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Quantifying the contribution of sediment compaction to late Holocene salt-marsh sea-level reconstructions, North Carolina, USA.

Brain, M.J. and Kemp, A.C. and Horton, B.P. and Culver, S.J. and Parnell, A.C. and Cahill, N. (2015) 'Quantifying the contribution of sediment compaction to late Holocene salt-marsh sea-level reconstructions, North Carolina, USA.', Quaternary research., 83 (1). pp. 41-51.

Abstract

Salt-marsh sediments provide accurate and precise reconstructions of late Holocene relative sea-level changes. However, compaction of salt-marsh stratigraphies can cause post-depositional lowering (PDL) of the samples used to reconstruct sea level, creating an estimation of former sea level that is too low and a rate of rise that is too great. We estimated the contribution of compaction to late Holocene sea-level trends reconstructed at Tump Point, North Carolina, USA. We used a geotechnical model that was empirically calibrated by performing tests on surface sediments from modern depositional environments analogous to those encountered in the sediment core. The model generated depth-specific estimates of PDL, allowing samples to be returned to their depositional altitudes. After removing an estimate of land-level change, error-in-variables changepoint analysis of the decompacted and original sea-level reconstructions identified three trends. Compaction did not generate artificial sea-level trends and cannot be invoked as a causal mechanism for the features in the Tump Point record. The maximum relative contribution of compaction to reconstructed sea-level change was 12%. The decompacted sea-level record shows 1.71 mm yr−1 of rise since AD 1845.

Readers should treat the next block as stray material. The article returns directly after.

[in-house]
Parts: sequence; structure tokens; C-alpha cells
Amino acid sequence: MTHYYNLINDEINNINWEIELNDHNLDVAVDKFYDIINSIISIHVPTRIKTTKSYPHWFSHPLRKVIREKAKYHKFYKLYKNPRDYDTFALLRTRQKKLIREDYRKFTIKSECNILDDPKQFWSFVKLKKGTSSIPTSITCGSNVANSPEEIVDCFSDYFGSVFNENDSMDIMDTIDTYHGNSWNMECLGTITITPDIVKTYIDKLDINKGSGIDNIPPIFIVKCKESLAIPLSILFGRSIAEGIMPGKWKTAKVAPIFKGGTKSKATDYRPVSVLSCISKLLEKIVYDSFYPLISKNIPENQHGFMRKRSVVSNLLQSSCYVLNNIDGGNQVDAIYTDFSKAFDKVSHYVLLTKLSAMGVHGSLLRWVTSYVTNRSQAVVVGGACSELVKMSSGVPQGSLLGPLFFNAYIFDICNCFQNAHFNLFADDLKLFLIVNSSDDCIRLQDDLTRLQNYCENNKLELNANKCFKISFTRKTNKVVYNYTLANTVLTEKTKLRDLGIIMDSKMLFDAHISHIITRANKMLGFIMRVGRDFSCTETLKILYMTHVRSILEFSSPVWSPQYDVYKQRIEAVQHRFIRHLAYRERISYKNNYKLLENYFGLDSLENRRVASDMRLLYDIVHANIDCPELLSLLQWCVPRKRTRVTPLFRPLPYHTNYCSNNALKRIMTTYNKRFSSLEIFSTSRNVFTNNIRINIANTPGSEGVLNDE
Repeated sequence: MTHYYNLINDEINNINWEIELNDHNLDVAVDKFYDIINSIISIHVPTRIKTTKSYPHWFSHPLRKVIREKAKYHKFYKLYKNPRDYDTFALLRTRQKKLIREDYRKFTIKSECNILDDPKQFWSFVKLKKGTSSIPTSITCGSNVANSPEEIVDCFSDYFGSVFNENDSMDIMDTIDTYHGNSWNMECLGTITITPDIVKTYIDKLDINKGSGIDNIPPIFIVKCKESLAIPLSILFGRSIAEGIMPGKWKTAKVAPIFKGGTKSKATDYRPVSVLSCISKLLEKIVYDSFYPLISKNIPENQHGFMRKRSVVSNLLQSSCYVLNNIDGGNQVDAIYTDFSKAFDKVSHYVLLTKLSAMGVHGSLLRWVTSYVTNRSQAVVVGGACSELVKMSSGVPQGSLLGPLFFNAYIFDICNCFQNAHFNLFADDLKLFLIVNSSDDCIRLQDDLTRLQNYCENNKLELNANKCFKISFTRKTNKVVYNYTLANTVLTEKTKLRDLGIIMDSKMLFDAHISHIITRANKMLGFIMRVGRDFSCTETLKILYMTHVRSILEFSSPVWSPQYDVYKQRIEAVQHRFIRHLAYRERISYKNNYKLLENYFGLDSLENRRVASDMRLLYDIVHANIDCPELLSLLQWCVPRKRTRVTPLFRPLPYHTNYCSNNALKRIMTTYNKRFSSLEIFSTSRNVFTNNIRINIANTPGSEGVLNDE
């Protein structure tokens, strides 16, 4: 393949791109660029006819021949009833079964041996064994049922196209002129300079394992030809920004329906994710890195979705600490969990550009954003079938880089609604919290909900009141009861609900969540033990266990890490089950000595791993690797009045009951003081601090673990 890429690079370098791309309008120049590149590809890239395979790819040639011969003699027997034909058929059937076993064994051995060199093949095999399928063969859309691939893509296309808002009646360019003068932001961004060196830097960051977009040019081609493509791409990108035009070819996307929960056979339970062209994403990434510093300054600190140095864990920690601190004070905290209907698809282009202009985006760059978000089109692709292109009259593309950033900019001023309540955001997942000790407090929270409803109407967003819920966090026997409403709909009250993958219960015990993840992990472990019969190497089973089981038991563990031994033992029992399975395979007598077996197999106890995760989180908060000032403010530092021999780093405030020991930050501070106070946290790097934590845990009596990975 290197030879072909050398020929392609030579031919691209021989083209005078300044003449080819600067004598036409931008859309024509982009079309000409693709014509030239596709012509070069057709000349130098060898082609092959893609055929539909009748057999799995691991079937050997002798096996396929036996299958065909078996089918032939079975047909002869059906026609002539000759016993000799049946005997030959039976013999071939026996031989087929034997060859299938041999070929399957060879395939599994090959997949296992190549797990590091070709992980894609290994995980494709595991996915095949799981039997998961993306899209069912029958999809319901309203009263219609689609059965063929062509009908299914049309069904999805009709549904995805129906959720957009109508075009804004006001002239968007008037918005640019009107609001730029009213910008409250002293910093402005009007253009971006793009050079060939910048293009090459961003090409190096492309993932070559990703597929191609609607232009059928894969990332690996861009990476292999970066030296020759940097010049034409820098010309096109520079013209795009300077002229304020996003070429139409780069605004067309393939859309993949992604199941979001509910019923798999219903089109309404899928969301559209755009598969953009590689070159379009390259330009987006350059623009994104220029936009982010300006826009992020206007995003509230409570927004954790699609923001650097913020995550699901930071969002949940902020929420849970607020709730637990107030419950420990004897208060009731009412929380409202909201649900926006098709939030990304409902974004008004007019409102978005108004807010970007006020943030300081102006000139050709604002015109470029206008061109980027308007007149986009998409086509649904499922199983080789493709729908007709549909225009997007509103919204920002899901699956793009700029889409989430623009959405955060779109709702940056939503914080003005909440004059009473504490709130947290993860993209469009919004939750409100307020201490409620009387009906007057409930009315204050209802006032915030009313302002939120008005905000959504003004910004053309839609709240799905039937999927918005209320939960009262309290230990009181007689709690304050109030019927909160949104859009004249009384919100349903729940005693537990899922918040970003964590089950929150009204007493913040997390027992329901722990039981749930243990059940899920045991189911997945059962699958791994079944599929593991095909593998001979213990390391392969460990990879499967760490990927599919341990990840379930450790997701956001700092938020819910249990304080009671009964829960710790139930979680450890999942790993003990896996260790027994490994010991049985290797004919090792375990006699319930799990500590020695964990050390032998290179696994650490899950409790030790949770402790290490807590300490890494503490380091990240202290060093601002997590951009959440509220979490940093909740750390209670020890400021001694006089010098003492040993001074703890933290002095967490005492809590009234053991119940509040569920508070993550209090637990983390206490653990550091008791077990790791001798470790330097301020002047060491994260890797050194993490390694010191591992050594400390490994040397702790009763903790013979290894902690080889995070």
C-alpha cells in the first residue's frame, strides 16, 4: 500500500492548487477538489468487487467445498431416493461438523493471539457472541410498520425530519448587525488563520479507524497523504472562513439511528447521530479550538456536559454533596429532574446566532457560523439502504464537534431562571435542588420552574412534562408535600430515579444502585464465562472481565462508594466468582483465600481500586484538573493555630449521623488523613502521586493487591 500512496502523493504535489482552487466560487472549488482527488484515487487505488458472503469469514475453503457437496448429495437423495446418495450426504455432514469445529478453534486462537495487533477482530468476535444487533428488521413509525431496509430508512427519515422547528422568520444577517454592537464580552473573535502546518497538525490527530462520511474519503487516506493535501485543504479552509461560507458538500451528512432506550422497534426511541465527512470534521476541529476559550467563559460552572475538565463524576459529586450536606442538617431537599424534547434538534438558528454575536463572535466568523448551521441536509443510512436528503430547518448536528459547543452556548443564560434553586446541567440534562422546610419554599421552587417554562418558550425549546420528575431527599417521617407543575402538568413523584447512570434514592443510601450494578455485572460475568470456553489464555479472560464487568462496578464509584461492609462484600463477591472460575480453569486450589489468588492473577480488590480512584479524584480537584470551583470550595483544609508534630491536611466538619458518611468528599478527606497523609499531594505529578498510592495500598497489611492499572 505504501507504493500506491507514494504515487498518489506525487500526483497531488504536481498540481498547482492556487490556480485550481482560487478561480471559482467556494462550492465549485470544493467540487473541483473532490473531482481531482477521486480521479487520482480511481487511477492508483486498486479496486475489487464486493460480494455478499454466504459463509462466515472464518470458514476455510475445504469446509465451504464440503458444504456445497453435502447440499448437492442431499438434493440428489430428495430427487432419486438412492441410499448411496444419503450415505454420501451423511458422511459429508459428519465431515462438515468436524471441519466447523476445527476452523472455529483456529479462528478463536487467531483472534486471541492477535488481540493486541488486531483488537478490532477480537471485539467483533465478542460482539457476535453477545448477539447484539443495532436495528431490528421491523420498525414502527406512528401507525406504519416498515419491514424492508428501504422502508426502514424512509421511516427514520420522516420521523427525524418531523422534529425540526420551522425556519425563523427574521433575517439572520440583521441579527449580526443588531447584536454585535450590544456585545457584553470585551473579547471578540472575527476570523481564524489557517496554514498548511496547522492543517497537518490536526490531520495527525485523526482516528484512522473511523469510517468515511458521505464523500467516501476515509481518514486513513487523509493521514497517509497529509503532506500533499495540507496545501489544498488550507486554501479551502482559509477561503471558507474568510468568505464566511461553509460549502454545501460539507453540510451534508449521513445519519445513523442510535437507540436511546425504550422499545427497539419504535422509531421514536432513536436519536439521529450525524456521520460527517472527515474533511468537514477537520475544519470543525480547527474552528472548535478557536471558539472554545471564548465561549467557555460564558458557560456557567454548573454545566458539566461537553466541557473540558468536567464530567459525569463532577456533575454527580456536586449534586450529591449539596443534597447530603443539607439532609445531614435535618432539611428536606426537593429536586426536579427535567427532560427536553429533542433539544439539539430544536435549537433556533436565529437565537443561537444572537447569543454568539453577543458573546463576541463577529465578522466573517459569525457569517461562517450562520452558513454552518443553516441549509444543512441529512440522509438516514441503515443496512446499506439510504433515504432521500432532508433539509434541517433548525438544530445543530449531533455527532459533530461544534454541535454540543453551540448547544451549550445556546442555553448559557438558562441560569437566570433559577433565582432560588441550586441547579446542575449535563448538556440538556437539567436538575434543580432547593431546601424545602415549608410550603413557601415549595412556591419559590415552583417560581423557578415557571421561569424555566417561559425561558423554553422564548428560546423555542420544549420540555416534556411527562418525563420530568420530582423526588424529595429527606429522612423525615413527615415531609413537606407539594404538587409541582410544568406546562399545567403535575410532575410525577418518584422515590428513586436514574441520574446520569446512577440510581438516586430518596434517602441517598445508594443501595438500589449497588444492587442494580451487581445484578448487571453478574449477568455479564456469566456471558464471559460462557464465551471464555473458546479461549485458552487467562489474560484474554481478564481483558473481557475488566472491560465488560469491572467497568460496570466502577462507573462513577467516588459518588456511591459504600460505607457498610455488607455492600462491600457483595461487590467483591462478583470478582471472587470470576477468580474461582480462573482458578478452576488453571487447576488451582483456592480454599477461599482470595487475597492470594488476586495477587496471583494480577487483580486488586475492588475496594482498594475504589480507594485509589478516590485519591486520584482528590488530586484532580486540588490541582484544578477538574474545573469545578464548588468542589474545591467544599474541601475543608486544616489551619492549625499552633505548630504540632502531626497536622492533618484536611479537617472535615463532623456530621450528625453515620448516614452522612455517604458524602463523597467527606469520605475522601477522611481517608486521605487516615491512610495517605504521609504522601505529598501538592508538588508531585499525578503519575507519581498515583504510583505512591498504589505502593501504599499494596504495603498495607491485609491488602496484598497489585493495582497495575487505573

Item Type:Article
Keywords:Post-depositional lowering, Tump Point, Salt-marsh peat.
Full text:(AM) Accepted Manuscript
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Status:Peer-reviewed
Publisher Web site:http://dx.doi.org/10.1016/j.yqres.2014.08.003
Publisher statement:NOTICE: this is the author’s version of a work that was accepted for publication in Quaternary Research. Changes resulting from the publishing process, such as peer review, editing, corrections, structural formatting, and other quality control mechanisms may not be reflected in this document. Changes may have been made to this work since it was submitted for publication. A definitive version was subsequently published in Quaternary Research, 83/1, 2015, 10.1016/j.yqres.2014.08.003.
Date accepted:No date available
Date deposited:18 September 2014
Date of first online publication:20 January 2017
Date first made open access:20 July 2017

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